By Sherise Tan
Focusing on the act of breathing clears the mind of all daily distractions and clears our energy enabling us to better connect with the Spirit within. ~Author Unknown
As writers, we sit for long periods of time in one spot, pounding away on our laptops. However, it can be very taxing on the mind to produce content throughout the day. It’s not uncommon for our mind to begin to lose focus and fall into what we call the dreaded ‘writer’s block’.
The good news is that we can use some simple breathing exercises to transition to an optimal state of functioning in just a few minutes. These exercises can be used to kickstart your morning, done after lunch before food coma kicks in or anytime you need a mental boost, all without relying on a cup of joe to feel alert and focused.
In traditional yoga practice, the quality of your breath affects the quality of your mind. With the use of correct breathing techniques, we are able to open up the obstructions in our breath, increase energy and creativity, and allow in more freedom of thought.
- Abdominal Breathing
This technique is about full belly breathing, which helps to control your stress levels. First of all, sit up straight in a comfortable seated position and have one hand on your chest and the other on your abdomen. Take a deep breath in through your nostrils, and start to feel the air enter your lungs with a rise in your chest, and continue to fill up your diaphragm with a rise in your belly as well. Concentrate on taking deep full breaths all the way down into your belly.
Exhale the way it came, with air exiting your belly first, then your lungs as you breathe out completely.
Repeat by breathing slowly and deeply, taking six to 10 breaths per minute in this way. Do this for about 10 minutes a day to reduce your heart rate, blood pressure and stress levels.
- Progressive Relaxation
To release tension in your body, you can practise tensing and relaxing each muscle group from head to toe while concentrating on your breathwork. Start from your toes and feet, and then move up your body to your calves, thighs, glutes, torso, arms, shoulders, neck and head.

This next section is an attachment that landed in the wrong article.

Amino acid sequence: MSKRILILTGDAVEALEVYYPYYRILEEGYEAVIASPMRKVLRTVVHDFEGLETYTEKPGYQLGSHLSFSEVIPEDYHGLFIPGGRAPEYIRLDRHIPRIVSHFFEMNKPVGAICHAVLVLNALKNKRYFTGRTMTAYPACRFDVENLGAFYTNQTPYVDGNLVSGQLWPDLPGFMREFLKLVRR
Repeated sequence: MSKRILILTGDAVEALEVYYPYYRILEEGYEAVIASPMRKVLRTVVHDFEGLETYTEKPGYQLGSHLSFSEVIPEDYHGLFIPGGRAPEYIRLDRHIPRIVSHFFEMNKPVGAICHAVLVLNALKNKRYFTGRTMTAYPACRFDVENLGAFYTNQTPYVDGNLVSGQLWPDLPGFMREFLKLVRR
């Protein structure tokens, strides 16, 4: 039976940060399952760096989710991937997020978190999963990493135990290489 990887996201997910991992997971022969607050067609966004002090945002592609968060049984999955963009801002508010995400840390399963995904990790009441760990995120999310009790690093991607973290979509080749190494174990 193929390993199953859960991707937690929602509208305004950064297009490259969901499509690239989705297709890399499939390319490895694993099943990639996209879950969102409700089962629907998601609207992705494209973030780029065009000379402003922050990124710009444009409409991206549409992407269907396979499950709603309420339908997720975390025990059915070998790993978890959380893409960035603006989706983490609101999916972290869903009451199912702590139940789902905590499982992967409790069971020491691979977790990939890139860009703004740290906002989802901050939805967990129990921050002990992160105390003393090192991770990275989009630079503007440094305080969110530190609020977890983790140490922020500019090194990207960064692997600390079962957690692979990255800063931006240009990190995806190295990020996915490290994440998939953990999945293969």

While doing this exercise, take a deep breath in through your nostrils, hold your breath while tensing each of the muscles and then exhale through your mouth when you let go of the tension. This should help you let go of stress and tension in your body, and improve your concentration and focus after the exercise.
- Alternate Nostril Breathing
A type of yogic breathing, this exercise helps to bring balance to your body by uniting both the right and left sides of the brain.
Start by sitting in a meditative position, for example, cross-legged with a straight spine, and use your right thumb to cover your right nostril. You can breathe in through your left nostril, hold the breath before covering your left nostril with your fourth finger and exhaling out with your right nostril. Repeat on the other side by inhaling through the right nostril, holding it, covering the right nostril with the right thumb and then exhaling through the left nostril. Continue this breathing pattern for about 10 minutes. The exercise should help to focus and energise your body so that you can start working on your next written piece.
Kapalabhati is an advanced type of yogic breathing, which consists of sharp exhales from your lower belly. It helps to refresh and warm up the body, sharpen the mind and get rid of any stale energy.
It begins with a long and slow inhale, followed by short and sharp exhales through your nose as you push the air out from your lower belly. You know you’re doing it right when you see your abdomen moving in and out, as it pumps the air out of your belly. The breathing can be intense and you may need some practise to get it right. Kapalabhati is usually done in sets of 50 to 100, but you can start with 10 counts and slowly build it up when you’re more comfortable.
Simply choose your preferred breathing exercise, keep practising them daily and see how your focus and creativity improves as you write.